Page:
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Aluminium in Buildings Proven to be Durable and Sustainable

A recent study by renowned architect Professor Michael Stacey, on behalf of the International Aluminium Institute, has concluded that aluminium in buildings is proven to last and remain in excellent condition for decades longer than previously expected.

The report, titled Aluminium and Durability: Towards Sustainable Cities, looked at buildings such at Cribbs Causeway in Bristol and the FT Printing Works and the USB Offices, both in London. The findings resulted in the following recommendations by the report authors:

·         Coated aluminium used in buildings is now being given warranties of up to 40 years.

·         Aluminium used in window frames should be given a service life of 80 years, an upward revision of 40 years.

·         Aluminium used internally has an infinite lifespan.

·         Coated aluminium stands the test of time, with power coatings applied in the '70s still performing well today.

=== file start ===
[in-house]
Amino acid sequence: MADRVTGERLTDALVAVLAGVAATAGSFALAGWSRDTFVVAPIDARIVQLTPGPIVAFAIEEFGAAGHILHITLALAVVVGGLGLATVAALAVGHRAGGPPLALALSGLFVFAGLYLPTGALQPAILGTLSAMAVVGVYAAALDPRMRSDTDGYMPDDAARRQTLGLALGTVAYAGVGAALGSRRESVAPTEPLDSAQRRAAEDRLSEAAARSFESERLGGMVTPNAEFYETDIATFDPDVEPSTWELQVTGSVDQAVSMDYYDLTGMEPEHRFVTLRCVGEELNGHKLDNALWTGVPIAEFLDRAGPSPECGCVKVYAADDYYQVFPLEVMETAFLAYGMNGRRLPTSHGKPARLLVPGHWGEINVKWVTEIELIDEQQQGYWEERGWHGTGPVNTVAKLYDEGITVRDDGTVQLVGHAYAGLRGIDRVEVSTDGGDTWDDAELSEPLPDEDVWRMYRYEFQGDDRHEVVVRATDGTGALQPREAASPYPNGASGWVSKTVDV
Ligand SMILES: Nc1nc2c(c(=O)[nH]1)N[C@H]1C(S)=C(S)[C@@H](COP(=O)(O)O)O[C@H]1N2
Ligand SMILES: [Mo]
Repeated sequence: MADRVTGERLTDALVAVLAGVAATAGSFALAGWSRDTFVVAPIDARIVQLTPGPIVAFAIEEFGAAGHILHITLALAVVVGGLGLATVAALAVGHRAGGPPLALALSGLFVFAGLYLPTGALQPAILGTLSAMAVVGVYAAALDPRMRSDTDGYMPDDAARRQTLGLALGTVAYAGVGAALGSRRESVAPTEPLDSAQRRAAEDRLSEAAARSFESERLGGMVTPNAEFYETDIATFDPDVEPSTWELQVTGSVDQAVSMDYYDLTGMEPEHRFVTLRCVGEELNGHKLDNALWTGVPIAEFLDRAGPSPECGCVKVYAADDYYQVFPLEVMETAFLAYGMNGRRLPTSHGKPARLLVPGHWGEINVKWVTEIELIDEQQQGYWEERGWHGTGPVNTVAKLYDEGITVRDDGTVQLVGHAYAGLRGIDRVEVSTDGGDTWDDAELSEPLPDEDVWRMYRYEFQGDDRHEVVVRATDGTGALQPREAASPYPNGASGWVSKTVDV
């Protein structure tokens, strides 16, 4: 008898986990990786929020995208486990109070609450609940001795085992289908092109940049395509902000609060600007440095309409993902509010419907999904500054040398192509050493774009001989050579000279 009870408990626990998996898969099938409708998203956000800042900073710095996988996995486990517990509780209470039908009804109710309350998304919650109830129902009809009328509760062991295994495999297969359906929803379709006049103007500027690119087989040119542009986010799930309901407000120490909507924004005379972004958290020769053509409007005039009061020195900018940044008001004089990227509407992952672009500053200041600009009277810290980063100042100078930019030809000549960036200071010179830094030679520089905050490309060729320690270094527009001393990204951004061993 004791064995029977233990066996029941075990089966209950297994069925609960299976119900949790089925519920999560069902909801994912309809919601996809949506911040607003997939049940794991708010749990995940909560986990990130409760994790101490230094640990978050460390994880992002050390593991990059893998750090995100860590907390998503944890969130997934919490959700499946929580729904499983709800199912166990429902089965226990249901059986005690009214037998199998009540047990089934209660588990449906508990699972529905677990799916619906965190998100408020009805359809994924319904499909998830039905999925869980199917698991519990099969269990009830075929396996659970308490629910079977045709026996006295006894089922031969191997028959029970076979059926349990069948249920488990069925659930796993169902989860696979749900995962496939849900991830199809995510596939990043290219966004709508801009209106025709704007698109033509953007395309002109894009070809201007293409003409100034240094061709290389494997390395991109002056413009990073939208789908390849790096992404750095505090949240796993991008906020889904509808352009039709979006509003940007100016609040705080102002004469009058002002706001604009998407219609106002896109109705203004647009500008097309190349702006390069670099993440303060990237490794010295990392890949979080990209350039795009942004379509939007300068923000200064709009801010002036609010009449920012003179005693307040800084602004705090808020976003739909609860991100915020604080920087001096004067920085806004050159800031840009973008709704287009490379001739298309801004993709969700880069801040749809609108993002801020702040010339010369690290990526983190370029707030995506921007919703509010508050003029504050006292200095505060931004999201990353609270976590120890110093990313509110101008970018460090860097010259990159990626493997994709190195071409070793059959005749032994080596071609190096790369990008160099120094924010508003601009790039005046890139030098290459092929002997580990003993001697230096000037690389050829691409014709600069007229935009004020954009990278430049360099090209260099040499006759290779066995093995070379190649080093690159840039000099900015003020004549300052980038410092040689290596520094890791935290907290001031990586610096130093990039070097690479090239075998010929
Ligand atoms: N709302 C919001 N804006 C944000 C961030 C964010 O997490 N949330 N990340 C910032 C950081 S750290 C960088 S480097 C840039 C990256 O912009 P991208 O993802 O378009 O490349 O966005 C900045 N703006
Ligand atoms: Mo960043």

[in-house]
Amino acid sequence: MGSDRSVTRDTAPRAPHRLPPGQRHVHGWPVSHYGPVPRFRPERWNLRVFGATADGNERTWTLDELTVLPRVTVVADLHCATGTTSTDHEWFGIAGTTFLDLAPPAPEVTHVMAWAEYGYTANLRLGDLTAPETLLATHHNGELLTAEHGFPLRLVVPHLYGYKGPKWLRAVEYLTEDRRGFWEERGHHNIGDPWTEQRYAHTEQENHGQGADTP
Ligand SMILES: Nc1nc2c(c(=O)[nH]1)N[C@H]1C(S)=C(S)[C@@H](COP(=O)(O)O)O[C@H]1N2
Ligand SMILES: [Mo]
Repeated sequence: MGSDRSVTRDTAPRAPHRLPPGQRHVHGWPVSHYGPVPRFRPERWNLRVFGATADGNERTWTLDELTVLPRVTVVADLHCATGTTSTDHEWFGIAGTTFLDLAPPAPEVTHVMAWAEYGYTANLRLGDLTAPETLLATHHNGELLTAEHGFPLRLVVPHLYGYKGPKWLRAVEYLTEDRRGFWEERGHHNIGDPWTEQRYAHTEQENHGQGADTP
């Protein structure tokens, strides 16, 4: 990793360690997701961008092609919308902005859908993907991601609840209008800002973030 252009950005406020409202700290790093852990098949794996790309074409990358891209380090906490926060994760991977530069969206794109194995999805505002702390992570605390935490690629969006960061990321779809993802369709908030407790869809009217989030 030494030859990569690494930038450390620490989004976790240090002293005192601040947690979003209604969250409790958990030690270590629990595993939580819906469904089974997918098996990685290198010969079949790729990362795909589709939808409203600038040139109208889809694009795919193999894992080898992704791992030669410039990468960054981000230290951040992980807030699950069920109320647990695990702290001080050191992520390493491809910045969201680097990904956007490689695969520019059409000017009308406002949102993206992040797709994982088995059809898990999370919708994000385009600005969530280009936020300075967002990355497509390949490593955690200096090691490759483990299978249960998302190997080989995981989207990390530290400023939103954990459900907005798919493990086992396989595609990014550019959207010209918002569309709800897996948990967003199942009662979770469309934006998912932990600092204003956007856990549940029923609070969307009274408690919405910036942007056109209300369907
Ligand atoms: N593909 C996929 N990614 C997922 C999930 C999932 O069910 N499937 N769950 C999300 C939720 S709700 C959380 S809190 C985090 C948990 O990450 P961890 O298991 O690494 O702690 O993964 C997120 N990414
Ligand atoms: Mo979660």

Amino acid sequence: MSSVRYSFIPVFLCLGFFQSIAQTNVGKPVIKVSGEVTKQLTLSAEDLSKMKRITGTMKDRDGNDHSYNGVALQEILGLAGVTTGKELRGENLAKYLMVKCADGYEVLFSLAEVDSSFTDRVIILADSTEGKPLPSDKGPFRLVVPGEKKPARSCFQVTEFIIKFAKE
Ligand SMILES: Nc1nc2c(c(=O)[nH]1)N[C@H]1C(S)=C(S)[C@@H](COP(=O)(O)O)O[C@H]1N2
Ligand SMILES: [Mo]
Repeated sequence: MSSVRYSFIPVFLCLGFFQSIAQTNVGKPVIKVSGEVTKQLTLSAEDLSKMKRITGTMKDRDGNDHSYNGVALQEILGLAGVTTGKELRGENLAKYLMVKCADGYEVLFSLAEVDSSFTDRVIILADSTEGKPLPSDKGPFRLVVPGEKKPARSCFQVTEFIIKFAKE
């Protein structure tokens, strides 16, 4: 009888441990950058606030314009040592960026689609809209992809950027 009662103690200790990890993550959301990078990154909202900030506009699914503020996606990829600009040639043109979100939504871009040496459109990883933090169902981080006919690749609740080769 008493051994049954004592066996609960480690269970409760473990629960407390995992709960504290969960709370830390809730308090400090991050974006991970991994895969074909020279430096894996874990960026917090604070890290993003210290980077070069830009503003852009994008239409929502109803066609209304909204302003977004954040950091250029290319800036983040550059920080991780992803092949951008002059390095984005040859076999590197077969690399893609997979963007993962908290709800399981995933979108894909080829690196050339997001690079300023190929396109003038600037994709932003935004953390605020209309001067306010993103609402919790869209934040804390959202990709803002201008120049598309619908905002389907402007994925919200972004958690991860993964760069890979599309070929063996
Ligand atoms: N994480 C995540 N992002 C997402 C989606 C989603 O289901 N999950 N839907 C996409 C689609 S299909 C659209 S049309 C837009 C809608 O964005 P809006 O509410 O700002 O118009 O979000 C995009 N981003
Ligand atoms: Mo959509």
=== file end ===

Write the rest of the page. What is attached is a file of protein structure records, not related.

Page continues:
ALFED’s CEO Will Savage, who welcomed this report, said: “This is really good news for the aluminium sector. We already know the great qualities of this versatile material, which is corrosion resistant, lightweight and fully recyclable, has and to have this independent confirmation of increased longevity is very welcome.

“Companies that have chosen aluminium as a key material in their buildings will undoubtedly be pleasantly surprised to learn that they’re unlikely to require maintenance of aluminium parts for years to come, except regular cleaning,” Mr Savage said.

Aluminium has been used in buildings for more than a hundred years, with the metal first appearing in the Church of St Edmunds, Derbyshire in 1895. It has been used in many famous architectural landmarks including the Empire State Building (New York), the Gherkin (London) and the Hong Kong and Shanghai Bank HQ (Hong Kong).

The report concluded: “This research has revealed aluminium-based architecture that is performing well in our towns, cities and rural landscape. The durability of this aluminium architecture should be recognised and celebrated. The interim conclusion of this research suggests that well specified and well detailed aluminium architecture should be considered to be very durable and have a very long life expectancy.”

To read the report, please click here: Aluminium and Durability: Towards Sustainable Cities         

Source: Aluminium International Today

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